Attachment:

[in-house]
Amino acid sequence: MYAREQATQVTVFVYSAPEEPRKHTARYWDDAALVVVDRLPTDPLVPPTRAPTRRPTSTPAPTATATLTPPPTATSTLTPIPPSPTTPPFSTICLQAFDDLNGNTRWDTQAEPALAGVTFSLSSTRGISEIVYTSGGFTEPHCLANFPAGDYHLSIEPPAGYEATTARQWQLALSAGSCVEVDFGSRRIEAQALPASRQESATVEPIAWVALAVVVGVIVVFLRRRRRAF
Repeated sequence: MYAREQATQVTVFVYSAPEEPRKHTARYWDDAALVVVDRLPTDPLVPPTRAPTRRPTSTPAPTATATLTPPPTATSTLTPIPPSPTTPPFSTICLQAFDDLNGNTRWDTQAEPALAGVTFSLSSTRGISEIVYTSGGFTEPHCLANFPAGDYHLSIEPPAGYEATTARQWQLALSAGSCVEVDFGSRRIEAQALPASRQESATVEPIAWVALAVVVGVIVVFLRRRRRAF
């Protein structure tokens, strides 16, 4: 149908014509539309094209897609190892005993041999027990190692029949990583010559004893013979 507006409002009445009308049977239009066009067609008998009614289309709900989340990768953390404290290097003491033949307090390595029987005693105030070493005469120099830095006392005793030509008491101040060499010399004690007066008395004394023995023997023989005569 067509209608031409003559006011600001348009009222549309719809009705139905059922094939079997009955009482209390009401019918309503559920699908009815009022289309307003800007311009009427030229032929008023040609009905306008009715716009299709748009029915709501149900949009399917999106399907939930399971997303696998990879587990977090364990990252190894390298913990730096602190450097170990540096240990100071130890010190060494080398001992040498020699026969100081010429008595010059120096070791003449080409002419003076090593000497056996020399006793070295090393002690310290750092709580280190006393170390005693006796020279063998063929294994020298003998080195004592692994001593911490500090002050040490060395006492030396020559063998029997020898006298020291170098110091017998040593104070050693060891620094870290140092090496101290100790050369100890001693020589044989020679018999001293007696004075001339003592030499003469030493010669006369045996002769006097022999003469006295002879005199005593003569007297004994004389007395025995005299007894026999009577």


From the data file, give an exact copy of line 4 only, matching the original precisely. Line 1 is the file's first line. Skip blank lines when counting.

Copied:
């Protein structure tokens, strides 16, 4: 149908014509539309094209897609190892005993041999027990190692029949990583010559004893013979 507006409002009445009308049977239009066009067609008998009614289309709900989340990768953390404290290097003491033949307090390595029987005693105030070493005469120099830095006392005793030509008491101040060499010399004690007066008395004394023995023997023989005569 067509209608031409003559006011600001348009009222549309719809009705139905059922094939079997009955009482209390009401019918309503559920699908009815009022289309307003800007311009009427030229032929008023040609009905306008009715716009299709748009029915709501149900949009399917999106399907939930399971997303696998990879587990977090364990990252190894390298913990730096602190450097170990540096240990100071130890010190060494080398001992040498020699026969100081010429008595010059120096070791003449080409002419003076090593000497056996020399006793070295090393002690310290750092709580280190006393170390005693006796020279063998063929294994020298003998080195004592692994001593911490500090002050040490060395006492030396020559063998029997020898006298020291170098110091017998040593104070050693060891620094870290140092090496101290100790050369100890001693020589044989020679018999001293007696004075001339003592030499003469030493010669006369045996002769006097022999003469006295002879005199005593003569007297004994004389007395025995005299007894026999009577």